An Initiative by Indigenous Peoples and Local Communities, for Indigenous Peoples and Local Communities
As highlighted by Carlos Manuel Rodriguez, Indigenous leadership is crucial for Mother Earth’s protection. While making up just 5% of the world's population, Indigenous Peoples own or manage at least 25% of the world’s land surface, including approximately 40% of terrestrial protected areas and 37% of ecologically intact landscapes. The recognition of the historical and continued role of Indigenous Peoples and Local Communities in safeguarding natural ecosystems must include prioritizing Indigenous and locally-led governance and supporting the cultivation of a collaborative global community – something that is fundamentally rooted within ICI’s DNA.
For this reason, the governance of ICI resides in the hands of ICI’s Global Steering Committee (GSC), which is composed of Indigenous leaders chosen by ICI subprojects. The GSC is responsible for providing thought leadership for the initiative and coordinating global activities.
ICI activities began in early 2022 with an inception phase composed of a series of virtual workshops to build connective threads between subprojects and networks of supportive stakeholders. Through a series of workshops, the Inception Workshops Program provided an inclusive space to discuss key issues and opportunities, identify synergies with partner organizations, and advocate for a truly transformative initiative that can influence the international community to advance global inclusive conservation efforts.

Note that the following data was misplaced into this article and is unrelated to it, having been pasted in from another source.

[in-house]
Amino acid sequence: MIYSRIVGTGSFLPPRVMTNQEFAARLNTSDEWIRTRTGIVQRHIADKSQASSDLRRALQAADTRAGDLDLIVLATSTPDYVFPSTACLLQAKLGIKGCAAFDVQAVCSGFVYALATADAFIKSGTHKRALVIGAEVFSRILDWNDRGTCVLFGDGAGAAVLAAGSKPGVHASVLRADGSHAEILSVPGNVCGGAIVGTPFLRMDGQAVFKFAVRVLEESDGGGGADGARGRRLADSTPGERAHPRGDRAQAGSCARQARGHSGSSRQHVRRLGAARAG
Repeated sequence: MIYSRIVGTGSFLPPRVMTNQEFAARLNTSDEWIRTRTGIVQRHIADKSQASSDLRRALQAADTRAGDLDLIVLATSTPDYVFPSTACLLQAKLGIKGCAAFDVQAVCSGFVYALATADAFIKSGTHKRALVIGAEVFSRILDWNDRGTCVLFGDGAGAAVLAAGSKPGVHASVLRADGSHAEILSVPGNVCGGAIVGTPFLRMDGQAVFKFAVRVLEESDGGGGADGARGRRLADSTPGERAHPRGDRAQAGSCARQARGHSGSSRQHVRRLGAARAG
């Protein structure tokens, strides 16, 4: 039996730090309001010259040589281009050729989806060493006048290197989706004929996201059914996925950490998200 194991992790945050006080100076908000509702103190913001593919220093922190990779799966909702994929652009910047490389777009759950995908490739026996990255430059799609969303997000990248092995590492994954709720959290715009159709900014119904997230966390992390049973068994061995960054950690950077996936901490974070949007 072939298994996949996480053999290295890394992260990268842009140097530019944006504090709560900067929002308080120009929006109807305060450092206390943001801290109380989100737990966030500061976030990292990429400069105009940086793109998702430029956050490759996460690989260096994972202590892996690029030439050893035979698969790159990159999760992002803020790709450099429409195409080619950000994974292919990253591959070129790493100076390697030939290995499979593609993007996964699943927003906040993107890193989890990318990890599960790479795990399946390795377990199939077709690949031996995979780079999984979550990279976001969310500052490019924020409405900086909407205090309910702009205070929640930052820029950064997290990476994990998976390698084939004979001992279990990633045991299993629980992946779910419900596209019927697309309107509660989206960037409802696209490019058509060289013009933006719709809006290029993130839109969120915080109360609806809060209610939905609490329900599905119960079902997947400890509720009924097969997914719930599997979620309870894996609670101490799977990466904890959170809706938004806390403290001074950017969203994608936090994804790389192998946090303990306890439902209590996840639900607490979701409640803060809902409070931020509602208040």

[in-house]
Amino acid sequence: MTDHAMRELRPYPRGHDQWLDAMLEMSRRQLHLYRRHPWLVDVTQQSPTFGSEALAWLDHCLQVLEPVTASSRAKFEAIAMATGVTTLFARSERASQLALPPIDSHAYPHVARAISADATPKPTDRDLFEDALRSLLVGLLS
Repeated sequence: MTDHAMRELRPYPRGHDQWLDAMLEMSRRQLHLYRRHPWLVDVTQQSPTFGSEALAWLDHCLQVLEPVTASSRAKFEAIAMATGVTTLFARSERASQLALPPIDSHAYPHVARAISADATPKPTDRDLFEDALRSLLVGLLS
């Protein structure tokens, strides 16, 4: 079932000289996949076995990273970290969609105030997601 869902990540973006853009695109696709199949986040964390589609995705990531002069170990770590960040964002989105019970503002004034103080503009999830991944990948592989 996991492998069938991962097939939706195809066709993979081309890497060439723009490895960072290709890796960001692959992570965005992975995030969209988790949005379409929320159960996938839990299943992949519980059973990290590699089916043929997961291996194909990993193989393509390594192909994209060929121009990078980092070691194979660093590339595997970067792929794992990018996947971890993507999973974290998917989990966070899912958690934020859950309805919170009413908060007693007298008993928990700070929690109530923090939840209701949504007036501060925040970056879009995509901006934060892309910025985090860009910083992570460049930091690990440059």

Video credits: IPF
As recounted by IPF, the subprojects kicked off the work with planning activities to focus on stakeholder engagement as well as targeted organizational capacity building activities and by designing Impact Strategies. The Impact Strategies will reflect the subprojects’ priorities, promote Indigenous rights and the Free, Prior, and Informed Consent (FPIC), further strengthen the management of natural and cultural resources in IP and LC’s territories and address the drivers of environmental degradation affecting sustainable development. They will also promote gender equality and gender-responsiveness and the key role of women in helping advance the paradigm shift put forward by ICI and support the economic and financial stability of IPs and LCs. Together, these approaches will help ensure that ICI’s cumulative impact will generate multiple global environmental benefits for people and nature alike.
Ramiro Batzin, Director of Sotz'il
Building impact – together
Through the design of subproject Impact Strategies, ICI is building a shared learning experience and strengthening a community of practice. To accompany the process and to learn more about the subprojects’ objectives and priorities, from July to September the Project Management Unit conducted a series of field visits to the communities based in ICI project sites.